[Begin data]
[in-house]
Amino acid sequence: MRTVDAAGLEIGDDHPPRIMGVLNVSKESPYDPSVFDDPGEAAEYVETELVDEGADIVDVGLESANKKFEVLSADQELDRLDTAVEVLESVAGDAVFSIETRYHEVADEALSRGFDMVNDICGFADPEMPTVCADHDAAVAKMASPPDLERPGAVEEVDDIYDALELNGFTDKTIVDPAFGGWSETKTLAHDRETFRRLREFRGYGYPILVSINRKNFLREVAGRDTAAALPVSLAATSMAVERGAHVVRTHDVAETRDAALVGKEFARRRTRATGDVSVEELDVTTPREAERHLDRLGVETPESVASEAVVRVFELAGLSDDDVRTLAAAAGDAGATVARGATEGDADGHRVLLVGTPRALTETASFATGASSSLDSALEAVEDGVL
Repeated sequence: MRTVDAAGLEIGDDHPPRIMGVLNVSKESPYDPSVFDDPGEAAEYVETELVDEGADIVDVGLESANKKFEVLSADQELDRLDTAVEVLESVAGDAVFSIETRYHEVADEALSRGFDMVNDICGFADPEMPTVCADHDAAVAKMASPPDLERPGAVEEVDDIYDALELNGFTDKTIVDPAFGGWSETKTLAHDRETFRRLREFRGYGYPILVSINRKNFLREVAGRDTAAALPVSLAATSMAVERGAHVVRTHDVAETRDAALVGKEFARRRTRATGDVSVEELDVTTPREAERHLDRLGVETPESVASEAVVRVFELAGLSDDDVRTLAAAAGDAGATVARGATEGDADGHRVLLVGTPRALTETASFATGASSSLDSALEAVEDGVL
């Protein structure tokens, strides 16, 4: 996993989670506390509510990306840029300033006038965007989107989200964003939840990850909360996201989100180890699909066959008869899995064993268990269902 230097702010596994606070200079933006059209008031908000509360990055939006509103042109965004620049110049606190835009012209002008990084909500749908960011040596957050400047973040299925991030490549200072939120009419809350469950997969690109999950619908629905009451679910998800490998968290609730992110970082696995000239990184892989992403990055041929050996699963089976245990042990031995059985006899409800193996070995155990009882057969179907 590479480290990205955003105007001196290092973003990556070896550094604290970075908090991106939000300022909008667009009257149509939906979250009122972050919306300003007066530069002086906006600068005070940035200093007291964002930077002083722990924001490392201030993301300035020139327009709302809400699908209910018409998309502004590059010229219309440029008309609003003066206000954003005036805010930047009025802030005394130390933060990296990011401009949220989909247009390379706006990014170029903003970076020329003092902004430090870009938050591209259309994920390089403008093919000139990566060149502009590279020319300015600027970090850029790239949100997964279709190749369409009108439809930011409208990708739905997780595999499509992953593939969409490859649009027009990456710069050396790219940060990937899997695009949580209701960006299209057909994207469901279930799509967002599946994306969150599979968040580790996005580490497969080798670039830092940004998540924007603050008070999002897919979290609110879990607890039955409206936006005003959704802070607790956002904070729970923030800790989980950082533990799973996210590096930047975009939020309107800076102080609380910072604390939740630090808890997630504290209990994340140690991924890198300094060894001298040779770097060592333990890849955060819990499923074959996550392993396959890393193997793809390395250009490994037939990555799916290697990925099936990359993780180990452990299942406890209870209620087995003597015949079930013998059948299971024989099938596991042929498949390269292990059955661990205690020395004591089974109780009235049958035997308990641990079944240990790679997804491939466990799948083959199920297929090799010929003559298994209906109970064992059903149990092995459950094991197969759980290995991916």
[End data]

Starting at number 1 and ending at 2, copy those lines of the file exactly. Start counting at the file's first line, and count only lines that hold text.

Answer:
[in-house]
Amino acid sequence: MRTVDAAGLEIGDDHPPRIMGVLNVSKESPYDPSVFDDPGEAAEYVETELVDEGADIVDVGLESANKKFEVLSADQELDRLDTAVEVLESVAGDAVFSIETRYHEVADEALSRGFDMVNDICGFADPEMPTVCADHDAAVAKMASPPDLERPGAVEEVDDIYDALELNGFTDKTIVDPAFGGWSETKTLAHDRETFRRLREFRGYGYPILVSINRKNFLREVAGRDTAAALPVSLAATSMAVERGAHVVRTHDVAETRDAALVGKEFARRRTRATGDVSVEELDVTTPREAERHLDRLGVETPESVASEAVVRVFELAGLSDDDVRTLAAAAGDAGATVARGATEGDADGHRVLLVGTPRALTETASFATGASSSLDSALEAVEDGVL